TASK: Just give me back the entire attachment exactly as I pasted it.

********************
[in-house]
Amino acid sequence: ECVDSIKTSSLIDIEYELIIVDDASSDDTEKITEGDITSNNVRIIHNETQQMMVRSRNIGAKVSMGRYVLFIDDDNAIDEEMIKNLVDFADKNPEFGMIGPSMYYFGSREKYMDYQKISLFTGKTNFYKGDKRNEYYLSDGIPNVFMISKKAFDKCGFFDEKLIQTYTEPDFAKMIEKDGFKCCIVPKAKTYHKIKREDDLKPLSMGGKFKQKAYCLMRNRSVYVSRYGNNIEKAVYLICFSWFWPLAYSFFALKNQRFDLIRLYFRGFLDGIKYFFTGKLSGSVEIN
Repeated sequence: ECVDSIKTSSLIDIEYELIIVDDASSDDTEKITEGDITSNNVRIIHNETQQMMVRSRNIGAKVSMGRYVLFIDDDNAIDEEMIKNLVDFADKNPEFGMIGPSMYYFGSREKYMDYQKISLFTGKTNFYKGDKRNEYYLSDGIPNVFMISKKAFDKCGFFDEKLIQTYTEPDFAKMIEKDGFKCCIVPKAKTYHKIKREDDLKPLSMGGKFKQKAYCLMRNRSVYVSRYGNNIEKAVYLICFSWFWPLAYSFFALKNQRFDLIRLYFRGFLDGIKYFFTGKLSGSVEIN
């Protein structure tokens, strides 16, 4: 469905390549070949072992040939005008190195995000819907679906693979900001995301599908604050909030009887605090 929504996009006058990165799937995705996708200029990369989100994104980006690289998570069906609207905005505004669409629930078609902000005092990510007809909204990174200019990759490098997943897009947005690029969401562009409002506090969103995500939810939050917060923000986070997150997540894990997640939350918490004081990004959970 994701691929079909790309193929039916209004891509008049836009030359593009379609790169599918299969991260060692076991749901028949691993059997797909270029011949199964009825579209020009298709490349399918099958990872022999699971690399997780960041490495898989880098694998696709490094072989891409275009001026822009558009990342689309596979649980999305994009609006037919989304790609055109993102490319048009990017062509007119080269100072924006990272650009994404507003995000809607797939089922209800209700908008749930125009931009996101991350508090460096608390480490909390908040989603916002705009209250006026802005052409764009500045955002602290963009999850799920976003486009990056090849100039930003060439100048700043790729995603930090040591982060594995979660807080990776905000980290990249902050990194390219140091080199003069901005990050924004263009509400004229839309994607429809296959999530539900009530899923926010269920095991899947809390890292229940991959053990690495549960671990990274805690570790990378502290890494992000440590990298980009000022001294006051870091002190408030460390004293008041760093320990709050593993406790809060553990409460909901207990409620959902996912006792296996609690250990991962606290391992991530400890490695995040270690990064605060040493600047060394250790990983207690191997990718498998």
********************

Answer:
[in-house]
Amino acid sequence: ECVDSIKTSSLIDIEYELIIVDDASSDDTEKITEGDITSNNVRIIHNETQQMMVRSRNIGAKVSMGRYVLFIDDDNAIDEEMIKNLVDFADKNPEFGMIGPSMYYFGSREKYMDYQKISLFTGKTNFYKGDKRNEYYLSDGIPNVFMISKKAFDKCGFFDEKLIQTYTEPDFAKMIEKDGFKCCIVPKAKTYHKIKREDDLKPLSMGGKFKQKAYCLMRNRSVYVSRYGNNIEKAVYLICFSWFWPLAYSFFALKNQRFDLIRLYFRGFLDGIKYFFTGKLSGSVEIN
Repeated sequence: ECVDSIKTSSLIDIEYELIIVDDASSDDTEKITEGDITSNNVRIIHNETQQMMVRSRNIGAKVSMGRYVLFIDDDNAIDEEMIKNLVDFADKNPEFGMIGPSMYYFGSREKYMDYQKISLFTGKTNFYKGDKRNEYYLSDGIPNVFMISKKAFDKCGFFDEKLIQTYTEPDFAKMIEKDGFKCCIVPKAKTYHKIKREDDLKPLSMGGKFKQKAYCLMRNRSVYVSRYGNNIEKAVYLICFSWFWPLAYSFFALKNQRFDLIRLYFRGFLDGIKYFFTGKLSGSVEIN
């Protein structure tokens, strides 16, 4: 469905390549070949072992040939005008190195995000819907679906693979900001995301599908604050909030009887605090 929504996009006058990165799937995705996708200029990369989100994104980006690289998570069906609207905005505004669409629930078609902000005092990510007809909204990174200019990759490098997943897009947005690029969401562009409002506090969103995500939810939050917060923000986070997150997540894990997640939350918490004081990004959970 994701691929079909790309193929039916209004891509008049836009030359593009379609790169599918299969991260060692076991749901028949691993059997797909270029011949199964009825579209020009298709490349399918099958990872022999699971690399997780960041490495898989880098694998696709490094072989891409275009001026822009558009990342689309596979649980999305994009609006037919989304790609055109993102490319048009990017062509007119080269100072924006990272650009994404507003995000809607797939089922209800209700908008749930125009931009996101991350508090460096608390480490909390908040989603916002705009209250006026802005052409764009500045955002602290963009999850799920976003486009990056090849100039930003060439100048700043790729995603930090040591982060594995979660807080990776905000980290990249902050990194390219140091080199003069901005990050924004263009509400004229839309994607429809296959999530539900009530899923926010269920095991899947809390890292229940991959053990690495549960671990990274805690570790990378502290890494992000440590990298980009000022001294006051870091002190408030460390004293008041760093320990709050593993406790809060553990409460909901207990409620959902996912006792296996609690250990991962606290391992991530400890490695995040270690990064605060040493600047060394250790990983207690191997990718498998």